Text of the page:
I wouldn’t have sought this book out. Partly because I’d never heard about it and partly because I would have thought it would be rather shouty-flouty-fancy-arty. You know what I mean…SHOUTY and ARTY and sort of rather flouncy and fancy. With words I don’t understand – or can barely pronounce.
But bought it I did. Playing to the Gallery. By Grayson Perry
Because it was in the bargain box at my local Waterstones for a quid. I’ll take a punt on that, I thought. It’s cheaper than a cofffee and it will last longer.
That night, after the weirdly British end to the working week of going for a drink with colleagues – when you could be eating a cake straight out of a baking tin while it’s still hot – why don’t people do more of that and less standing around in town bars – I opened the book. I was in bed, a hot water bottle nestled between my feet and I began.
This book is going to sort out all the artistic-based questions I’ve ever had. I like art. I think. Is that what one says these days – oh yes I like art. I don’t know. I get all excited and rush off to galleries and then look at what’s in front of me and think in a Neanderthal-cross-cultural-Luddite fashion – yep that’s nice, I like the colours. If I want to go a step further and really flounce up my artistic critique I’ll wham it up another notch – how does it make me feel. Oh it makes me – happy, relaxed or unsettled. It’s always those things. Always.
But this book is going to explain to me, Grayson promises, that it will help me understand what makes great art great.
I’m tired – from not eating cake out of the hot melty tin – but I read on. I’m intrigued. Grayson, you’ve got me.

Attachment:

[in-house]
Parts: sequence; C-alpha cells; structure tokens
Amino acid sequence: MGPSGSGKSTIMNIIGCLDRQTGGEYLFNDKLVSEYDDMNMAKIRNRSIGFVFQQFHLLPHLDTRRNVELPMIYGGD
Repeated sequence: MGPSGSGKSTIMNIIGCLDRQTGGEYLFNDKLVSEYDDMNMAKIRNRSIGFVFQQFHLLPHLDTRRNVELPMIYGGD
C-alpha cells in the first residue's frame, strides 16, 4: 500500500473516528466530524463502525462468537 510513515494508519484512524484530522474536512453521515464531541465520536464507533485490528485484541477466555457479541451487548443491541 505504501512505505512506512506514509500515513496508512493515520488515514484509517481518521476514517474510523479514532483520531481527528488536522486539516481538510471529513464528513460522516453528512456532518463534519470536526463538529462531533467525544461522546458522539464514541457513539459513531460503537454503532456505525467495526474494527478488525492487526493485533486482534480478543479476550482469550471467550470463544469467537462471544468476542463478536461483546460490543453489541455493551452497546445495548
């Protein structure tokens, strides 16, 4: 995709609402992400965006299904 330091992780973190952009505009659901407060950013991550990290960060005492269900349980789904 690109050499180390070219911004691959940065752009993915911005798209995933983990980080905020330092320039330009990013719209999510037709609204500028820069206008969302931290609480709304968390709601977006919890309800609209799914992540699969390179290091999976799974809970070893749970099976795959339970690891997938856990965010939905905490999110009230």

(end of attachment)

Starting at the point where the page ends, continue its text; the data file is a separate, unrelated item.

He muses on Proust’s. famous saying that ‘we only see beauty when we are looking through an ornate gold frame.’ Saying that what we consider beautiful is what’s been been conditioned to see as beautiful.
Who decides if art is great – the collector, the seller and ultimately the market and how much someone will pay for something. Apparently some dude at Sotheby’s says that red paintings sell best – followed by white, blue, yellow, green and black. Some people say that if people are exposed to certain images then they prefer those types of images.
But ultimately, Grayson reveals it is all about validation – who is validating it.
Is art only great if it is ‘museum quality’ and the ‘art world tribe’ has its own set of values – which don’t necessarily agree with the wider world. He poses a really interesting question: If the public chose the artwork that was in art gallery, would it be the same?
He also discusses what is and isn’t art. Like when Marcel Duchamp said a urinal was art. And that leads to Banksy – one of his works was up for sale (having been taken off the wall) but he said it was no longer ‘a Banksy’ because it had been taken off the wall. But who gives us the right to say what is and isn’t art?
Then there was Rauschenberg who was asked to paint someone called Iris Clert. He wrote a telegram back saying ‘this is a portrait of Iris Clert if I say so’. Bold.
But the book’s greatest insights are these. When Grayson is recounting a meeting between a friend and a child at the Whitechapel Art Gallery education programme. The kid is asked at start what contemporary artists do. Kid replies: “They sit around in Starbucks and eat organic salad.” After the education programme the child is asked same question and replies: “They notice things.”
And Grayson concludes what the point of art is in a quite matter-of-fact manner: “It’s most important role is to make meaning.”
What a great book. I loved it.